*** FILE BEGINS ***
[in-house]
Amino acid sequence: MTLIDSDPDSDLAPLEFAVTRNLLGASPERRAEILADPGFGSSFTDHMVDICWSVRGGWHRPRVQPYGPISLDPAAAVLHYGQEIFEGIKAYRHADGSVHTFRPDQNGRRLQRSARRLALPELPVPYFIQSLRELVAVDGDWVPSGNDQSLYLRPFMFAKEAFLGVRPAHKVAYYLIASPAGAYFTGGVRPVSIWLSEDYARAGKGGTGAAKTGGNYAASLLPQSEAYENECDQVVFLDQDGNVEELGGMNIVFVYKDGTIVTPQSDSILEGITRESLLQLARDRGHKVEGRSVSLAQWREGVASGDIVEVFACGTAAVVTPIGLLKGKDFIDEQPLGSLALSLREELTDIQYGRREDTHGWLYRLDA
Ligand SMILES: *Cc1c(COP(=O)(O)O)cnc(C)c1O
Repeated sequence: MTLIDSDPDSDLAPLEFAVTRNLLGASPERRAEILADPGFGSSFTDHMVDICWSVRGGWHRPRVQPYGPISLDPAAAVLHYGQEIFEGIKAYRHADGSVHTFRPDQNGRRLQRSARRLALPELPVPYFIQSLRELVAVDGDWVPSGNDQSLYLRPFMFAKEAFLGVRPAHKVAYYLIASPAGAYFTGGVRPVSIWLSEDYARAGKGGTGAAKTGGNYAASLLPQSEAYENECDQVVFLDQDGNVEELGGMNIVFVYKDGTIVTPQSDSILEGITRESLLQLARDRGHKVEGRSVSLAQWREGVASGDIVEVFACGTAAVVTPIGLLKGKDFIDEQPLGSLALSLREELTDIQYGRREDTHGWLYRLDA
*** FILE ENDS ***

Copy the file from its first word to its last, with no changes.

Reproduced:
[in-house]
Amino acid sequence: MTLIDSDPDSDLAPLEFAVTRNLLGASPERRAEILADPGFGSSFTDHMVDICWSVRGGWHRPRVQPYGPISLDPAAAVLHYGQEIFEGIKAYRHADGSVHTFRPDQNGRRLQRSARRLALPELPVPYFIQSLRELVAVDGDWVPSGNDQSLYLRPFMFAKEAFLGVRPAHKVAYYLIASPAGAYFTGGVRPVSIWLSEDYARAGKGGTGAAKTGGNYAASLLPQSEAYENECDQVVFLDQDGNVEELGGMNIVFVYKDGTIVTPQSDSILEGITRESLLQLARDRGHKVEGRSVSLAQWREGVASGDIVEVFACGTAAVVTPIGLLKGKDFIDEQPLGSLALSLREELTDIQYGRREDTHGWLYRLDA
Ligand SMILES: *Cc1c(COP(=O)(O)O)cnc(C)c1O
Repeated sequence: MTLIDSDPDSDLAPLEFAVTRNLLGASPERRAEILADPGFGSSFTDHMVDICWSVRGGWHRPRVQPYGPISLDPAAAVLHYGQEIFEGIKAYRHADGSVHTFRPDQNGRRLQRSARRLALPELPVPYFIQSLRELVAVDGDWVPSGNDQSLYLRPFMFAKEAFLGVRPAHKVAYYLIASPAGAYFTGGVRPVSIWLSEDYARAGKGGTGAAKTGGNYAASLLPQSEAYENECDQVVFLDQDGNVEELGGMNIVFVYKDGTIVTPQSDSILEGITRESLLQLARDRGHKVEGRSVSLAQWREGVASGDIVEVFACGTAAVVTPIGLLKGKDFIDEQPLGSLALSLREELTDIQYGRREDTHGWLYRLDA